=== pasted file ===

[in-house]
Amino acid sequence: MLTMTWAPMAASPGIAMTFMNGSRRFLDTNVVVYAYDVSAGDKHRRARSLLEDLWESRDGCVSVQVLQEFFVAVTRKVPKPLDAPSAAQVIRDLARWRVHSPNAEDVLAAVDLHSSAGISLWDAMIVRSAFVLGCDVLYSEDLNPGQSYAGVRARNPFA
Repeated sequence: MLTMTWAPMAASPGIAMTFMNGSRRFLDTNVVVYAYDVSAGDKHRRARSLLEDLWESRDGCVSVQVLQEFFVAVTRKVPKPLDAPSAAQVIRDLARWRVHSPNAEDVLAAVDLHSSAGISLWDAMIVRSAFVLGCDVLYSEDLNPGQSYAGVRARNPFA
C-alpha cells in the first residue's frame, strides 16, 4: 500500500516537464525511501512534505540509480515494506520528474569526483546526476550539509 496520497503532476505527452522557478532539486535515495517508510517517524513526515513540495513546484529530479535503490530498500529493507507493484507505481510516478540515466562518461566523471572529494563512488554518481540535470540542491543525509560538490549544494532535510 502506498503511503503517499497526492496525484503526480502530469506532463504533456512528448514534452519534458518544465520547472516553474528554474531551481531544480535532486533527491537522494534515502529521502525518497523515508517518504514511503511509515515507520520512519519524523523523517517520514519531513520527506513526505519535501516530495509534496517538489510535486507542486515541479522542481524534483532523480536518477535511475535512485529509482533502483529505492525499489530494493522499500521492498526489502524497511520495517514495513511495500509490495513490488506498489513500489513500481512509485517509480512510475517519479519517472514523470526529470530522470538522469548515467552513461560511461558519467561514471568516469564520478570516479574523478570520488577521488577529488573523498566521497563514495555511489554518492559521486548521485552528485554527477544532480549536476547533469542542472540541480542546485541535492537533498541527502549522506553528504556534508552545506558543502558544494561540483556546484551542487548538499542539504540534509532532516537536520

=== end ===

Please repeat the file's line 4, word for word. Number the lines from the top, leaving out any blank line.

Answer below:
C-alpha cells in the first residue's frame, strides 16, 4: 500500500516537464525511501512534505540509480515494506520528474569526483546526476550539509 496520497503532476505527452522557478532539486535515495517508510517517524513526515513540495513546484529530479535503490530498500529493507507493484507505481510516478540515466562518461566523471572529494563512488554518481540535470540542491543525509560538490549544494532535510 502506498503511503503517499497526492496525484503526480502530469506532463504533456512528448514534452519534458518544465520547472516553474528554474531551481531544480535532486533527491537522494534515502529521502525518497523515508517518504514511503511509515515507520520512519519524523523523517517520514519531513520527506513526505519535501516530495509534496517538489510535486507542486515541479522542481524534483532523480536518477535511475535512485529509482533502483529505492525499489530494493522499500521492498526489502524497511520495517514495513511495500509490495513490488506498489513500489513500481512509485517509480512510475517519479519517472514523470526529470530522470538522469548515467552513461560511461558519467561514471568516469564520478570516479574523478570520488577521488577529488573523498566521497563514495555511489554518492559521486548521485552528485554527477544532480549536476547533469542542472540541480542546485541535492537533498541527502549522506553528504556534508552545506558543502558544494561540483556546484551542487548538499542539504540534509532532516537536520